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age: 15 – 18

Making stress visible

Holding a transparent plastic object, e.g. a ruler or plastic bag, between crossed polarizers generates colorful effects – which depend on the material stress caused by defects or the production process. Studying the origin of these colors offers a deeper understanding of polarization and the interaction of light with matter.

Learning objective

The polarization plane of light can be turned when light interacts with matter.

Plastic objects
Student Task

Hold a transparent plastic object between two crossed polarizers, i.e. the two polarizer axes are orthogonal.

1. Why does some light pass where the plastic object is, while the crossed polarizers by themselves appear black?

2. Where do the colors come from?

3. Why do the colors change if you bend or twist the plastic object?

Guiding Questions (if needed)

What light can pass the first polarizer?
› Only light with the electric field oscillating in a plane oriented along the polarizer's axis.

Why are crossed polarizers 'dark'?
› The light that can pass the first polarizer is blocked by the second.

What has to happen in order to allow light passing the first polarizer to also pass a crossed polarizer?
› The polarization plane has to rotate.

So what does the plastic do to the polarized light?
› It rotates the light's polarization plane.

How do the colors change when you rotate the polarizer?
› They change along the optical spectrum.

Hence, does plastic rotate the polarization plane of all wavelengths equally?
› No, some wavelength are twisted more than others, thus causing the colors.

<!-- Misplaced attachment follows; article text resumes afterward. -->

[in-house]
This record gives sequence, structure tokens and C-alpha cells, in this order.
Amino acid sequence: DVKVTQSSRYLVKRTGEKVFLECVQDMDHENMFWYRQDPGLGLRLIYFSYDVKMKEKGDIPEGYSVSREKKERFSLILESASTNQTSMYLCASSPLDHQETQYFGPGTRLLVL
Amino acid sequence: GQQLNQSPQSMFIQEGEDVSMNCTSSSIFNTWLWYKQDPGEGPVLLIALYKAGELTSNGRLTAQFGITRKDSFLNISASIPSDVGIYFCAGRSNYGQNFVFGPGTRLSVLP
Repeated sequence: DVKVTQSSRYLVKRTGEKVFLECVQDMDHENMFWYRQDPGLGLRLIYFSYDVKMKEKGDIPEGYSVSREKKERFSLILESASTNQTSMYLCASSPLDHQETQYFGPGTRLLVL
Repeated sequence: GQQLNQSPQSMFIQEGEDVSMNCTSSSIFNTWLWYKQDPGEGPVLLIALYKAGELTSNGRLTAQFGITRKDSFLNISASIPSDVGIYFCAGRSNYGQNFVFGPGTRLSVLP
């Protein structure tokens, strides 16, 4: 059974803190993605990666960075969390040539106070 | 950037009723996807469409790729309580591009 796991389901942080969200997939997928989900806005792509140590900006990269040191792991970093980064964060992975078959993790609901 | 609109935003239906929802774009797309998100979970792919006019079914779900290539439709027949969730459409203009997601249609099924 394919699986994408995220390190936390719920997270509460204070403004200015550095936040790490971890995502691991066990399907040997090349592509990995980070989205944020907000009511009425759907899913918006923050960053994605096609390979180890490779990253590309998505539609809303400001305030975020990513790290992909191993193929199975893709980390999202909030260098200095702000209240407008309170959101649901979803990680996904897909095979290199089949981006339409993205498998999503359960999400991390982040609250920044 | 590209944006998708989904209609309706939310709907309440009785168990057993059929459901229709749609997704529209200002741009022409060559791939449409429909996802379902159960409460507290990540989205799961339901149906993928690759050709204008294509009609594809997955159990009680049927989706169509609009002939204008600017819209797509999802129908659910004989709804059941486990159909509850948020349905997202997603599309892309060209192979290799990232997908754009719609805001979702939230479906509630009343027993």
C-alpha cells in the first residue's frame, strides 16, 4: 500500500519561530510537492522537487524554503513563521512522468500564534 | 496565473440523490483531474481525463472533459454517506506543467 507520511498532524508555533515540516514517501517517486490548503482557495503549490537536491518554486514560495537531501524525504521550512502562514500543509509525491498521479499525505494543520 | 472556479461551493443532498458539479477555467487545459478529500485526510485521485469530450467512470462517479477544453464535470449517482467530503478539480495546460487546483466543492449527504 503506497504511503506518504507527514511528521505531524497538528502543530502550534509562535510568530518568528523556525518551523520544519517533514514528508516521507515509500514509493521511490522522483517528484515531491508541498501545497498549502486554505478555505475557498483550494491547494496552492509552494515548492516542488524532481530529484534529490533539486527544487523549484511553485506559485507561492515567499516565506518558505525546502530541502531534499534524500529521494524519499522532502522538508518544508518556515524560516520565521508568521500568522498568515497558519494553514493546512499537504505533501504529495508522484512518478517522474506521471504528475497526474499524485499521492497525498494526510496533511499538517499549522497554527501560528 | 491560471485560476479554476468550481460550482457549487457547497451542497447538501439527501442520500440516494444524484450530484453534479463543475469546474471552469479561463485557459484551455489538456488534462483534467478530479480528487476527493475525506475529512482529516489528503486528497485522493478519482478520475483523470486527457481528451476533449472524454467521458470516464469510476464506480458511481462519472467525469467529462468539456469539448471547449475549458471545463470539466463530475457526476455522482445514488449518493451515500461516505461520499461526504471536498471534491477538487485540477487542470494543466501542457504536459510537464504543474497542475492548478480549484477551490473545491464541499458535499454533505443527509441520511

On what depends the rotation angle?
› The material properties and its thickness, the wavelength of the light, and, as can be noted when bending the material, the material stress.


The first polarizer only lets pass light with the electric field oscillating in a particular plane. A crossed polarizer (90 degrees rotated relative to the first one) will block this light, since it only lets pass light oscillating in the perpendicular plane. In order to pass both polarizers, light therefore has to rotate its polarization plane between the two polarizers – which it does while traveling through the plastic part. How much the interaction between the light and the plastic molecules rotates the polarization plane of light depends on various factors, such as the material type and thickness, the light's wavelength and stress or defects in the material.

To reduce the number of polarizers needed for this experiment you can also hold plastic objects between a white LCD display and a polarizer. When using polarizing glasses (e.g. from 3D cinema), please take into account that some have a thin layer on one side that transforms linear polarized light into circular polarized light.